[Election-Methods] Borda-elimination, a Condorcet method for public elections?
davek at clarityconnect.com
Sat Dec 22 13:52:18 PST 2007
On Sat, 22 Dec 2007 19:46:07 -0000 James Gilmour wrote:
>>On Dec 22, 2007, at 6:45 AM, James Gilmour wrote:
>>>If you wish to utilise in some way all the information that could be
>>>recorded on a preferential ballot, that is a completely
>>>different voting system from IRV, with different objectives. The
>>>preferences are no longer 'contingency choices', but take on a new
>>>function depending on the detail of the voting system. It is almost
>>>certain that the voters would mark their ballots in a different
>>>way in an election by such a voting system from how they would mark
>>>their contingency choices in an election by IRV.
> Jonathan Lundell > Sent: 22 December 2007 19:00
>>This seems plausible enough (and certainly IRV voters should be
>>instructed along contingency lines). WRT marking ballots differently,
>>setting manipulation aside, and considering only contingency vs
>>preferential ranking, do you have an example or two of how and why a
>>voter might end up with different ballots in the two contexts?
> That is a very fair question, Jonathan, but I do not have any practical examples to indicate the circumstances in which voters might
> mark their preferences differently. We do not use IRV for any public elections in the UK and so I have no real example to draw on.
> And it is very difficult to invent examples based on direct, single-winner elections from other countries without a lot of relevant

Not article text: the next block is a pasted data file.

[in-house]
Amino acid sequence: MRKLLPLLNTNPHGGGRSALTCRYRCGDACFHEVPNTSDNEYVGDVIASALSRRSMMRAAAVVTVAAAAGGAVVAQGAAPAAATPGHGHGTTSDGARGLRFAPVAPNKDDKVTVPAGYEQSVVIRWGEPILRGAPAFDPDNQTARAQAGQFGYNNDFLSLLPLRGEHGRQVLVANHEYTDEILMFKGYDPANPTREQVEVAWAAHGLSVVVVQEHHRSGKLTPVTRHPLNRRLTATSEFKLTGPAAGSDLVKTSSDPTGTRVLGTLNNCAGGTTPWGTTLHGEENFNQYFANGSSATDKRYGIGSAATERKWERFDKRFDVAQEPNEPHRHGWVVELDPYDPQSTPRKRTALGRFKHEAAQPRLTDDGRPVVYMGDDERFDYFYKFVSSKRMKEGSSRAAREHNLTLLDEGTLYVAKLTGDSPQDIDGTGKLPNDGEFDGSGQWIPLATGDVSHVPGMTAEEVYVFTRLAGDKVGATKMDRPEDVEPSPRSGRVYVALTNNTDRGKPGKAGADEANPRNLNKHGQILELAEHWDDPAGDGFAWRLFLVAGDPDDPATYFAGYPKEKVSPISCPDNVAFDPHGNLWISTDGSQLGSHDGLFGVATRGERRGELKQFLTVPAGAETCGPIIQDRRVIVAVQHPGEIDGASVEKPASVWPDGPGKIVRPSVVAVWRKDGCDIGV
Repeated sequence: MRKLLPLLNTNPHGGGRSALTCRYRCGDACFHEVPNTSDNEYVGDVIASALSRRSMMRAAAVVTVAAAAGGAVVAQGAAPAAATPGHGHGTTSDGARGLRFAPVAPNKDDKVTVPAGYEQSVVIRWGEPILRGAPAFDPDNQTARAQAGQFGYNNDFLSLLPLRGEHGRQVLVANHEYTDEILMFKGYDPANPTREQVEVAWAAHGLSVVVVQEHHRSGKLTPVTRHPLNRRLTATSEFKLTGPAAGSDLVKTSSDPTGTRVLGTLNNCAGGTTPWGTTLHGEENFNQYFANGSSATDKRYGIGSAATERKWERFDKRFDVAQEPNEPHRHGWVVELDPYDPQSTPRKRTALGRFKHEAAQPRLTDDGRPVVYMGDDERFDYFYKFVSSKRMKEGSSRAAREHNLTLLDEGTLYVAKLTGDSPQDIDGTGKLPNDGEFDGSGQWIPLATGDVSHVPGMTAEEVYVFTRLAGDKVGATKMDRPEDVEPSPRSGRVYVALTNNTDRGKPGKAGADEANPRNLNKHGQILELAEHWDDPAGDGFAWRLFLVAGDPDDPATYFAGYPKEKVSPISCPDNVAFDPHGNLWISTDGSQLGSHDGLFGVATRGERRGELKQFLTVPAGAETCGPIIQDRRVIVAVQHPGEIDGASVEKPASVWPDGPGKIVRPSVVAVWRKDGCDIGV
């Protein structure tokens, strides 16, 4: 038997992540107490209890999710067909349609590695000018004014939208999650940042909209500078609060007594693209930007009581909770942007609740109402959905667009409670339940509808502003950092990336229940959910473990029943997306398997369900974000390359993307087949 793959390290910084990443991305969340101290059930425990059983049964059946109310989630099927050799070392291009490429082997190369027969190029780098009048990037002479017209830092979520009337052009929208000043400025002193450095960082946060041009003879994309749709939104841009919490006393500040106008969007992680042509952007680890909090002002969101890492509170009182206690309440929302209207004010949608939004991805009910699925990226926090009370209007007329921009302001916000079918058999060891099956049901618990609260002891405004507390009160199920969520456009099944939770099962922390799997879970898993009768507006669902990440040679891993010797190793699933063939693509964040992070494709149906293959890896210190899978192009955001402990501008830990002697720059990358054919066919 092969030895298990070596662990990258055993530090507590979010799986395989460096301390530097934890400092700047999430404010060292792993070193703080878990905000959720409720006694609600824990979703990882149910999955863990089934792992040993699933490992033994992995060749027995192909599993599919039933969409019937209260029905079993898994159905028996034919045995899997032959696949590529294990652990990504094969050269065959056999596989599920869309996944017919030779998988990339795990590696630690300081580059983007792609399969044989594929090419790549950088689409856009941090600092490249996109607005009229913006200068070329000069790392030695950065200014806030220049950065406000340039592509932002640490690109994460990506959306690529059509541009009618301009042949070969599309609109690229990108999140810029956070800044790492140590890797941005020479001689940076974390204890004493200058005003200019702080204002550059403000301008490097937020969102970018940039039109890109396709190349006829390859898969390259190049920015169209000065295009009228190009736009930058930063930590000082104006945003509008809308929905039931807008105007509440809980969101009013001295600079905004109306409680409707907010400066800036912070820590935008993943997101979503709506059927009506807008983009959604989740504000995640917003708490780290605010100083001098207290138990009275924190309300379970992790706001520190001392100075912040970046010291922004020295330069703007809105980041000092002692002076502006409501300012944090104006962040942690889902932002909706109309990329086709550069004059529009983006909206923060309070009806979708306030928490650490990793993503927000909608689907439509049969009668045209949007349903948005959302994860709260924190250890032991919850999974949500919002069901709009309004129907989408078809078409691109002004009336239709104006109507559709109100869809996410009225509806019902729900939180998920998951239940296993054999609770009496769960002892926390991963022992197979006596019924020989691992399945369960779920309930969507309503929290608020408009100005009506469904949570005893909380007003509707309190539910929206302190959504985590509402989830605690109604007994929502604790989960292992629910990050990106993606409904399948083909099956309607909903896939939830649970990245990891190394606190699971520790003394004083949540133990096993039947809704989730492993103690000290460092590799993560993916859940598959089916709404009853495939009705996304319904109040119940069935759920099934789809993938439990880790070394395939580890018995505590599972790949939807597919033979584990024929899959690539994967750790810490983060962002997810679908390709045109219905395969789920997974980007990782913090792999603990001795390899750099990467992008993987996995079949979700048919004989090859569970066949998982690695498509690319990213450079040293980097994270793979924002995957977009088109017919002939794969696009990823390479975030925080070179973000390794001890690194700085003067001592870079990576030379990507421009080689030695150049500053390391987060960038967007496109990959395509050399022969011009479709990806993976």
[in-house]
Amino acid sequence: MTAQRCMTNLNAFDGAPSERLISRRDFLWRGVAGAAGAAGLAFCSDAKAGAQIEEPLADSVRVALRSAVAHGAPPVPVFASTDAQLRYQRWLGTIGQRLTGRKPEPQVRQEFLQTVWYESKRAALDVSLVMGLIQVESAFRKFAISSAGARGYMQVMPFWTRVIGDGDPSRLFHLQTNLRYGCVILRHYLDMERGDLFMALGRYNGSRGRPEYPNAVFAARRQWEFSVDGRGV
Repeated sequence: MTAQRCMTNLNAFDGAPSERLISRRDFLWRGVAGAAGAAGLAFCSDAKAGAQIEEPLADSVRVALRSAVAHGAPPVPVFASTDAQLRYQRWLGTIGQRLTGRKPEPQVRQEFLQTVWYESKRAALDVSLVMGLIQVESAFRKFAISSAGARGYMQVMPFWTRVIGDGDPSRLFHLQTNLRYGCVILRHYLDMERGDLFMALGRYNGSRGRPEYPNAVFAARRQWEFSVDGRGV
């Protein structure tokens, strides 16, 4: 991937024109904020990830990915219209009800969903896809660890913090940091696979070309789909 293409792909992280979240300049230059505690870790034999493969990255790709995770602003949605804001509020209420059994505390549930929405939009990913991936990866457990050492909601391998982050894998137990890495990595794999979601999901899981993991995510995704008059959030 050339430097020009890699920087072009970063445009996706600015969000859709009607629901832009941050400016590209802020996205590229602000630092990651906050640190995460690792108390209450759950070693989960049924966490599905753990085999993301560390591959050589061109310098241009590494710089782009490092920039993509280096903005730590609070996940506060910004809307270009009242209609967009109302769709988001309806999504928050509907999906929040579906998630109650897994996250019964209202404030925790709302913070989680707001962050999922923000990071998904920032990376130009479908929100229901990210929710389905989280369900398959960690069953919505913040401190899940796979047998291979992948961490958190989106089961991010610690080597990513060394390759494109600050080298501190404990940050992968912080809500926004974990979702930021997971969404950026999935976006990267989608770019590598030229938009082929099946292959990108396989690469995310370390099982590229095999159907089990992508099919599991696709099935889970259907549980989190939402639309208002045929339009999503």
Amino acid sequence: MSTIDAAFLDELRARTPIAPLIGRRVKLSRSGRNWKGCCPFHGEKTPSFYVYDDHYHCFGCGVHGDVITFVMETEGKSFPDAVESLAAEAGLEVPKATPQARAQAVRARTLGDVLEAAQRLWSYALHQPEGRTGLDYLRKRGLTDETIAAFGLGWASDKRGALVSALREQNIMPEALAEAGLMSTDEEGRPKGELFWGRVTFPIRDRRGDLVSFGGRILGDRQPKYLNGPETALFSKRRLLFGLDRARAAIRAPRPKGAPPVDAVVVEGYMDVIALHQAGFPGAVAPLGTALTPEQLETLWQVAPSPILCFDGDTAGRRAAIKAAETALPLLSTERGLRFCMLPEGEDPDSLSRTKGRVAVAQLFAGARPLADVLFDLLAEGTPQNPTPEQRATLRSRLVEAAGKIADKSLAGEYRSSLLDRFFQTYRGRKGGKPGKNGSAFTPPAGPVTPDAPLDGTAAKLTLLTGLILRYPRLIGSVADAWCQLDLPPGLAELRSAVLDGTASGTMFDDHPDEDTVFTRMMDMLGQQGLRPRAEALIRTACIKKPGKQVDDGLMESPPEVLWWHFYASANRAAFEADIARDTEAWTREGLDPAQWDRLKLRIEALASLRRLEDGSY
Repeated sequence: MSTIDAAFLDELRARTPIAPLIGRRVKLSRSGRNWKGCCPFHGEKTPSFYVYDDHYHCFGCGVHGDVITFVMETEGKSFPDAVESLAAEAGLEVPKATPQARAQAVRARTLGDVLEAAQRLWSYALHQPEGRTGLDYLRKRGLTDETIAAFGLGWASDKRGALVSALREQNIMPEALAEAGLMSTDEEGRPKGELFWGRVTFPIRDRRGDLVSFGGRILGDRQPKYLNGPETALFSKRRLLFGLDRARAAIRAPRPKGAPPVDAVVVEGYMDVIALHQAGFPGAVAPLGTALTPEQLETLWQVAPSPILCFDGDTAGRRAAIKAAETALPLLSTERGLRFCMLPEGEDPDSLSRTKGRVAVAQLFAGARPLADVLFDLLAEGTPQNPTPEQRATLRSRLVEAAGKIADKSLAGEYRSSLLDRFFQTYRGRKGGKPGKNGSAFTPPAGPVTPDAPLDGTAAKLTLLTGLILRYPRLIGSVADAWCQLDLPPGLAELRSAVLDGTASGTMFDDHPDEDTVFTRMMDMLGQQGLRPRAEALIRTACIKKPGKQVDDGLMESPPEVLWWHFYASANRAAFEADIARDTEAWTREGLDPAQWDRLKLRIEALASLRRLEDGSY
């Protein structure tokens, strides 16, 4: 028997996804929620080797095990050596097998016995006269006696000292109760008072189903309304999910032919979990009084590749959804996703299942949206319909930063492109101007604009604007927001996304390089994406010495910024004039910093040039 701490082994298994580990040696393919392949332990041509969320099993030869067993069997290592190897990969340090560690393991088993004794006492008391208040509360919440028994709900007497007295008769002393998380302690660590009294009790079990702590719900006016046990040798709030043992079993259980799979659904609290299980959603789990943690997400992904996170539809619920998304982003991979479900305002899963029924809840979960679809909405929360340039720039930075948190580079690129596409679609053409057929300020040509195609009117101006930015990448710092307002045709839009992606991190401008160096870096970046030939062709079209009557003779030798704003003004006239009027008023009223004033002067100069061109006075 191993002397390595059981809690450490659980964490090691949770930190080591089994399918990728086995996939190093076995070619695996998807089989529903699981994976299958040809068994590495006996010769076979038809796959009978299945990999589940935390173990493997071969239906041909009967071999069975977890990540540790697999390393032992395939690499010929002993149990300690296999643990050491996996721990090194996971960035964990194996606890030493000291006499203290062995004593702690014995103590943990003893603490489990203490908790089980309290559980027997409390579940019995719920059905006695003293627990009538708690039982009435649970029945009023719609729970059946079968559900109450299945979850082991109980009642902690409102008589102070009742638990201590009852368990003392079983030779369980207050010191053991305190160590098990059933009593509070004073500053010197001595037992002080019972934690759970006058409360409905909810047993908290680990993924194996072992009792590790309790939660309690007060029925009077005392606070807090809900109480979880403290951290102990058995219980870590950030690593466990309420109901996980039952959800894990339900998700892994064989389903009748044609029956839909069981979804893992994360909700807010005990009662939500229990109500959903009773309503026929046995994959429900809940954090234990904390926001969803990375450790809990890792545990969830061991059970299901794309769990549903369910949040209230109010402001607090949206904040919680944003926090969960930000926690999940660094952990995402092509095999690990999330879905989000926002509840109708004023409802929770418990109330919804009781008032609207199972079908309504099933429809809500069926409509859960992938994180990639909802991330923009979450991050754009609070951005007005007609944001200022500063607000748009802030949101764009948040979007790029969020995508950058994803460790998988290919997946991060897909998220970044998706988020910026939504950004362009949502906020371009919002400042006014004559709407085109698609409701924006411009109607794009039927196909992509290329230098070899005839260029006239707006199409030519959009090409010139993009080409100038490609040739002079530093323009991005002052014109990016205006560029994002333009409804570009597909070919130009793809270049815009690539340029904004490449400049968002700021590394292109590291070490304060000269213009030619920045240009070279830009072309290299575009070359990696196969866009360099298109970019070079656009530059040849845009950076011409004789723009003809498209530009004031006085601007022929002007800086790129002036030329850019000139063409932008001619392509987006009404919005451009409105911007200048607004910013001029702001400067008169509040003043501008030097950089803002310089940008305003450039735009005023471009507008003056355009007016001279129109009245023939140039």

> political information, because there is little agreement about how real voters would respond, as I have seen repeatedly in
> discussions of such examples as Bush-Nader-Gore. I am not a specialist in voter behaviour and so have no special insights on which
> to base "real" predictions.
> That said, one situation where IRV ballots and Condorcet ballots might be completed similarly would be when there are three strong
> front-runners. Then IRV voters and Condorcet voters might well complete their preferential ballots similarly. When the "everyone's
> second choice" candidate had very weak first preference support, they might well complete the ballots differently: in Condorcet the
> supporters of the two strong wings might truncate in an attempt to prevent the weak second choice from coming through the middle.
> But that suggestion is contentious, as I have seen in other discussions and there is no agreement about how voters would really
> Just a word about terminology: IRV ballots, Condorcet ballots and Borda ballots are all 'preferential' ballots. The difference is
> that in IRV the successive preferences are brought into play only on the stated contingency; Borda tries to sum all the preferences
> instantly into one value; Condorcet perhaps lies somewhere between these two extremes, depending on the sequence of events in the
> individual count.
Out of all this I see very little possible use for differences:
All three want the same information about ranking.
Borda extracts numeric rank information - which it can get from the
Condorcet can and should permit equal ranking of multiple candidates
- presumably foreign to the others.
> James Gilmour
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